Use them to remove thorns and anything that gets stuck in your dog’s paws.

21.   Scissors

You can also never have enough pairs of scissors.

I like to keep a small pair of nail scissors and one pair of scissors with blunt ends in my pet travel pack. Use them to cut bandages or to cut out burrs and other silly things that cling to dog fur like glue.

22.   Vet contact information

You never know when you might need a vet. My dog recently swallowed a bone that the birds dropped in my yard and we were off to the vet at midnight getting X-rays done.

Keep the contact details for your personal vet and a 24-hour emergency vet clinic in your car, in case you ever need them.

23.   Council registration number

If you live in a state where your dog must be registered with the council, be sure to keep a copy of the license number in your travel pack.

If someone from the council ever stops you and asks you for these details, you’ll be able to give them the registration number (and probably avoid a fine).

24.   Microchip details

Microchips are injected between a dog’s shoulder blades by a vet. Click here to read my article on getting your dog microchipped.

If your dog has a microchip, make sure you set up and complete a profile for your dog. Keep your contact details up to date. Write down or save the log-in details before you leave for your trip.

If your dog ever goes missing while you’re away, log into the website to get your dog’s details. Share these details with vets and locals in the area, so you have the best chance of finding your dog.

Keeping your dog calm and happy in the car

25.   Blanket

Pack a blanket or two for cold weather. Dogs also love snuggling in blankets when they’re tired or away from home.

I wrote a great article about when dogs need blankets and why – you can read it by clicking here.

26.   Cooling mat

If you’re traveling in hot weather, then a cooling mat can really help to keep your dog cool. Your dog can lie on it in the car or when you reach your destination.

The mat works by absorbing the heat from your dog’s skin and releasing it where the dog isn’t sitting. It gets cool in the area where your dog sits, which cools down your dog. And all of this is done without any electricity or batteries.

It’s quite amazing!

27.   UV window shades

Window shades are a great and cost-effective way to keep out a lot of glaring sun for your dog. If it’s a hot, sunny day, and the car trip is a long one, stick some window shades on the back windows to keep the area cooler for your dog.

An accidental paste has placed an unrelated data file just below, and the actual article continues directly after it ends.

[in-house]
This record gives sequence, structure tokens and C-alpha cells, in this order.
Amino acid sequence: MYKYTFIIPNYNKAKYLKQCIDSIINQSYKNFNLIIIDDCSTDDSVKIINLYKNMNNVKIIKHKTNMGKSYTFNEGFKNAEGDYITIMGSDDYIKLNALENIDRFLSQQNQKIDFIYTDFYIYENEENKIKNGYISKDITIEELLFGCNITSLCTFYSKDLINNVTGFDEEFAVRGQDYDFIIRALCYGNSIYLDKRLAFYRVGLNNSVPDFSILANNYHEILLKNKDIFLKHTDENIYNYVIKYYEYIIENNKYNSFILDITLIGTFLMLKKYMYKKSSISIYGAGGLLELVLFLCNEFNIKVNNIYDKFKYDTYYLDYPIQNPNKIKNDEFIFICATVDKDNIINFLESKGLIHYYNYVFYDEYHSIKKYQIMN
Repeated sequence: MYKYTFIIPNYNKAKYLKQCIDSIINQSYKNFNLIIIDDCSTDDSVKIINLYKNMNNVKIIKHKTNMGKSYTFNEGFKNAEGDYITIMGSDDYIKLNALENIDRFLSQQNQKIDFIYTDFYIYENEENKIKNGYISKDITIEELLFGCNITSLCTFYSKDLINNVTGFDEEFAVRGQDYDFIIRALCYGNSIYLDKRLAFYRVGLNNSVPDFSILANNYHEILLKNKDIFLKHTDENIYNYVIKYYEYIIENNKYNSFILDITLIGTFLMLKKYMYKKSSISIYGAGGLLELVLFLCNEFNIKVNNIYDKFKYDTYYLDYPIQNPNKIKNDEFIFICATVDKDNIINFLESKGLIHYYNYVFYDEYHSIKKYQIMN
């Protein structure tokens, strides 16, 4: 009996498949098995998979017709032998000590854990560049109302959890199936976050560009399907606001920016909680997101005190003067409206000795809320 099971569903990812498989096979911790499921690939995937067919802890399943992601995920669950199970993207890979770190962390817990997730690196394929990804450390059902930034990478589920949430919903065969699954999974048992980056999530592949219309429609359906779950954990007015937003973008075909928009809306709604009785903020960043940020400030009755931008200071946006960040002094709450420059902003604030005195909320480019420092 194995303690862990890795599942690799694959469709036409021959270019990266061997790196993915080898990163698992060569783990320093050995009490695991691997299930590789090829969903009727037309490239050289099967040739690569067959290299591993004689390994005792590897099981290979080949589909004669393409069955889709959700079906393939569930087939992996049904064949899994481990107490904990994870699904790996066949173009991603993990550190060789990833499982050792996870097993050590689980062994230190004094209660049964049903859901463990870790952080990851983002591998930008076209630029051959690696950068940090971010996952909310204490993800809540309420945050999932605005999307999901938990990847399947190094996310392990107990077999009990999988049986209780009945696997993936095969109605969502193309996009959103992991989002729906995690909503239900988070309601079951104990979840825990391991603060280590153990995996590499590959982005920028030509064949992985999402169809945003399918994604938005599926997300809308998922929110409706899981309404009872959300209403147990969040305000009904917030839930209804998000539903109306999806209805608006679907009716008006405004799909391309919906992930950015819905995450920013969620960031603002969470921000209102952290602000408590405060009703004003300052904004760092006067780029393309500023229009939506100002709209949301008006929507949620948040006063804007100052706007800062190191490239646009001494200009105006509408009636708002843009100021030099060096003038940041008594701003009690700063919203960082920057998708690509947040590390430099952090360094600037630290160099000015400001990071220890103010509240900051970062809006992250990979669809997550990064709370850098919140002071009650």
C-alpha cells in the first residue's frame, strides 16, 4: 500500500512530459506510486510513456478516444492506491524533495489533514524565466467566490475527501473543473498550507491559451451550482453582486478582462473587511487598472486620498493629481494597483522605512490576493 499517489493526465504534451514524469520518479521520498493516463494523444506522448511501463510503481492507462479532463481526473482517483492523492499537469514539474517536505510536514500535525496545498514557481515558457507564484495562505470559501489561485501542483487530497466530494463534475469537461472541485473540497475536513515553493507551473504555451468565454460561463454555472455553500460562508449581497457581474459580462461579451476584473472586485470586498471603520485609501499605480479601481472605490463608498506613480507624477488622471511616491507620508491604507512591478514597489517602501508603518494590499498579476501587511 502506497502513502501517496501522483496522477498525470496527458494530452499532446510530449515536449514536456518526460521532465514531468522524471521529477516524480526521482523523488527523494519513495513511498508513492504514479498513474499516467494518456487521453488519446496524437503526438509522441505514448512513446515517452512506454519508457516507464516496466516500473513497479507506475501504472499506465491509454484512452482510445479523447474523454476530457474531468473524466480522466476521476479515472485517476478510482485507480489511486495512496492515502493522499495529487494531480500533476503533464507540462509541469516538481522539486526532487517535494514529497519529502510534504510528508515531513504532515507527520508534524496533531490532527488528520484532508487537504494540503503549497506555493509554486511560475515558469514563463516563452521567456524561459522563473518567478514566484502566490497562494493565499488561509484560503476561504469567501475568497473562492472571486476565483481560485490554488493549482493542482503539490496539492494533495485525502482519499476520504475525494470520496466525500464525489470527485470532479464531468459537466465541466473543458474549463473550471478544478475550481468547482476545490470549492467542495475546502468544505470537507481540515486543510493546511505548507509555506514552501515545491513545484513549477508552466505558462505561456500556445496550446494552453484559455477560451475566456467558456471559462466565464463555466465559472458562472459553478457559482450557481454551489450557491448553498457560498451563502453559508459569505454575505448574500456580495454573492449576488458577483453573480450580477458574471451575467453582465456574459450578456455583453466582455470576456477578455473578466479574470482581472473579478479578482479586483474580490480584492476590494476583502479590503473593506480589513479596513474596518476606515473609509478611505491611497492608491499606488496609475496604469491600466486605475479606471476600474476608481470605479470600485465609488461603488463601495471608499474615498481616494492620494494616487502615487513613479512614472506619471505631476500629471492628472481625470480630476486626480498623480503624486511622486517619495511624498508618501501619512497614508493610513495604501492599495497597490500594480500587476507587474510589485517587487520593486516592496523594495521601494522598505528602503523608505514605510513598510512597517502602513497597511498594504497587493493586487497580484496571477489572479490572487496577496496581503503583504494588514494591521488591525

If your dog tends to get overexcited or anxious, these shades may help to keep your dog calmer by limiting the amount of sunlight and window distractions that overstimulate your dog.

28.   Calming collar

If your dog is the anxious type or doesn’t like traveling, speak to your vet or local pet store about trying a calming collar.

These collars have pheromones in them that are similar to the natural chemicals a mother makes to calm her puppies. These pheromones are thought to calm adult dogs too.

Be sure to give your dog time to get used to the collar before putting him/her in the car. You don’t want to introduce a new collar a few minutes before a big trip.

29.   Dog music or dog TV

Have you seen all the doggy videos and calming music on YouTube?

Your dog will either love them or ignore them.

If you find your dog enjoys listening to calming music, nature sounds, or watching a little doggy TV, play these videos on long road trips to keep your dog calm and entertained.

Staying organized when traveling with pets

30.   Backpack

Keep a backpack packed and ready to go on hikes or long dog walks.

At the very least, carry tissues, poop bags, water and a water bowl in the backpack with you.

31.   Travel pack organizer

Now that you’ve got all your travel goodies together, be sure to get a trunk organizer or backseat organizer to store all of these essentials neatly in your car.

If you get organized now, you’ll have everything ready for whenever you travel with your fur kids.

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MONIQUE

Monique has had pets all her life and will have them for the rest of it.

She currently has 4 adopted fur kids.

Monique loves researching and sharing what she finds out about taking the best care of animals.

Ayo is an African word for ‘happy’, which is why this site is called Ayo Pets (Happy Pets).